The seller refers to this as a “true barn find and has been stored indoors since 2003”. This is a 1972 Chevrolet C-10 Stepside pickup and it’s listed here on eBay in Trinity, North Carolina. The bid is under $2,500, but the reserve isn’t met. There are still over two days left on the auction.
This is the last year of the second-generation Chevy pickups before they were redesigned. This could be a nice project if a person had access to a welder and a little experience in bodywork. There will be some rust to deal with – cab corners, rockers, and some of the floors will need work. Hagerty’s #4 fair-condition value is $4,200 and their #3 good condition value is $7,800, so if the next owner does the work him/herself, this could be a nice project without being too upside down on the value.
This is a Custom, the lowest trim level, basically a work truck. A Stepside pickup isn’t as useful as a full-size pickup, but hey, sometimes you just have to balance being useful with being cool! The bed is pretty rotted out, but there are kits to fix that, and the next owner will most likely totally restore this truck rather than just use it as it looks here.
You can see the driver’s side floor isn’t looking too hot. Actually, the entire interior needs to be stripped and restored. Or, I guess it doesn’t “need” to be restored if a person really were just looking for a truck to use as a truck. The passenger side floor doesn’t look a heck of a lot better; expect to find a lot of rust on this one once you start tearing into it.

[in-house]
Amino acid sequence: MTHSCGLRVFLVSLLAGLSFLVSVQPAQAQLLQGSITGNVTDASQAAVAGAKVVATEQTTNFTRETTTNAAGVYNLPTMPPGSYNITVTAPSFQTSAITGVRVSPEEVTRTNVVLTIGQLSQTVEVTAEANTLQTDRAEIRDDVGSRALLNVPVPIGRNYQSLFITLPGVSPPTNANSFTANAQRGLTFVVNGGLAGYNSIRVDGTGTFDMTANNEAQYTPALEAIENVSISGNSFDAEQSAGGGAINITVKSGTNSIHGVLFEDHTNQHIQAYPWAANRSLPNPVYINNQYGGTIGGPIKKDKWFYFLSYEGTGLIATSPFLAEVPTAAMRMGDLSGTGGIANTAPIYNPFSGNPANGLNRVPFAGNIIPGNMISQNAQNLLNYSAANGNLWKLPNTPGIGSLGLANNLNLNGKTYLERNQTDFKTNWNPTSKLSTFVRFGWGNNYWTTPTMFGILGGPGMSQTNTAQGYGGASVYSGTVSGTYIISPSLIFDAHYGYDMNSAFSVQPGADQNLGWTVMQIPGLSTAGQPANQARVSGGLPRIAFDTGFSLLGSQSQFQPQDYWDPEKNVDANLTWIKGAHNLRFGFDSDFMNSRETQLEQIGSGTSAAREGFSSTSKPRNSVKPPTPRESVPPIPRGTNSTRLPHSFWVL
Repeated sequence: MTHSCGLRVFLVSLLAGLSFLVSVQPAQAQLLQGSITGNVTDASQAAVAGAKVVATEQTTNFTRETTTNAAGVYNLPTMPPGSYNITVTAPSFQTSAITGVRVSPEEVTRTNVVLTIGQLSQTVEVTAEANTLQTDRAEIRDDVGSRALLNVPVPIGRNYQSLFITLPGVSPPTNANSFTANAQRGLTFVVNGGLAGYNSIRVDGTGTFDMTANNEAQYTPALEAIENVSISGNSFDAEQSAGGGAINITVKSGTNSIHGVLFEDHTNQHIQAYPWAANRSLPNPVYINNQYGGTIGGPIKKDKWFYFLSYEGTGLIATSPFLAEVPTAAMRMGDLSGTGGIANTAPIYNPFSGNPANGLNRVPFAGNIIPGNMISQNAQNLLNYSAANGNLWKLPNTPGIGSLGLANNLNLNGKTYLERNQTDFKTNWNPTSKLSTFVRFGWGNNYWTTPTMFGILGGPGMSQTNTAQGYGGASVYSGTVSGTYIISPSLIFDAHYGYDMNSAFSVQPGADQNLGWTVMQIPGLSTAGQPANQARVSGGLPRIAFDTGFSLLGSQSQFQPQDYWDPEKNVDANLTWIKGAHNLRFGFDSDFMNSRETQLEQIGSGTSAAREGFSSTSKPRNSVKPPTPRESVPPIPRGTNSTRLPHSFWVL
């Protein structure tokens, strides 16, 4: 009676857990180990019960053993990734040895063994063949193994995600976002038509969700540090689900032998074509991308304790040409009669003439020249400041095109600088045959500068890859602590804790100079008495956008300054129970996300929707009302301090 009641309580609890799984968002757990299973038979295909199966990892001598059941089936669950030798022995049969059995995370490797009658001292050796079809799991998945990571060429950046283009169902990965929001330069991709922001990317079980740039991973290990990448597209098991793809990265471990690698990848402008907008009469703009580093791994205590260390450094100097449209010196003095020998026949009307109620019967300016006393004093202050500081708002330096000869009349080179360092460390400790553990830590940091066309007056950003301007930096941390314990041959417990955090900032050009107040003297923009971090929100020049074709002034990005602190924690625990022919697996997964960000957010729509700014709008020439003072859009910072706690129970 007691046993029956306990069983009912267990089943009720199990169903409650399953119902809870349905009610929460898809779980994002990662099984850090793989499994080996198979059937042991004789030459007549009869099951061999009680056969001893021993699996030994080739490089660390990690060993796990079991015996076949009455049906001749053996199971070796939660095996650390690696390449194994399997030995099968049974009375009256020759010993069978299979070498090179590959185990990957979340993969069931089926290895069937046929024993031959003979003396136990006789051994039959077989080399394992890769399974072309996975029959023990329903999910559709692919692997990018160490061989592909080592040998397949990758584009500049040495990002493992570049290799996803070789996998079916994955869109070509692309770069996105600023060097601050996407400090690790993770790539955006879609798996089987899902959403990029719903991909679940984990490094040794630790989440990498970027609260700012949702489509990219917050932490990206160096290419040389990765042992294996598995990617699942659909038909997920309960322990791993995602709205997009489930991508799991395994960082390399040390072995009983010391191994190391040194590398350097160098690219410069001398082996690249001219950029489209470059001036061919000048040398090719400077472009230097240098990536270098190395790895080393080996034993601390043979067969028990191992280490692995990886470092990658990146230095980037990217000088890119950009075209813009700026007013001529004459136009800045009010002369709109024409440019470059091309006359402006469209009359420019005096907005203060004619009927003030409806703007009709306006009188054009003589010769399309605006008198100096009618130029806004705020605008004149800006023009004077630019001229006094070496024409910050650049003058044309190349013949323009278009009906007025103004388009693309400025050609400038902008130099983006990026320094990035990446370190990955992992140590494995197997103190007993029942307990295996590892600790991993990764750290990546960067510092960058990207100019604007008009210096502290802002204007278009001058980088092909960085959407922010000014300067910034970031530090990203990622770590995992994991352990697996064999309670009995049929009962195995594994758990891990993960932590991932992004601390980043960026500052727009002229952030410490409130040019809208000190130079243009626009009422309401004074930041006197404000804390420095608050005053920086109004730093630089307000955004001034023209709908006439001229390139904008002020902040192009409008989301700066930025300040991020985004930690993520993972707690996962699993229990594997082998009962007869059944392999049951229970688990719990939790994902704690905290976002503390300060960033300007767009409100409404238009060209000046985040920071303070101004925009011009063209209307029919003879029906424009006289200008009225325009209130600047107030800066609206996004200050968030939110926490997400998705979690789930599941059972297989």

This isn’t the V8 that most folks were hoping for, me included. But, a straight-six isn’t a bad choice for a truck just to drive around town in and park in front of the coffee shop. You have to admit, that’s probably a real possibility for a truck like this: a skinny-jeans-wearing hipster buys this truck, gets everything working fine, and then drives it around town as a retro status symbol of ruggedness. How would you restore this C-10 Stepside? Resto-mod with a modern drive train and candy-apple paint, rat rod with patina-a-plenty, clear-coated, of course, or a nut-and-bolt, back-to-original-specs restoration?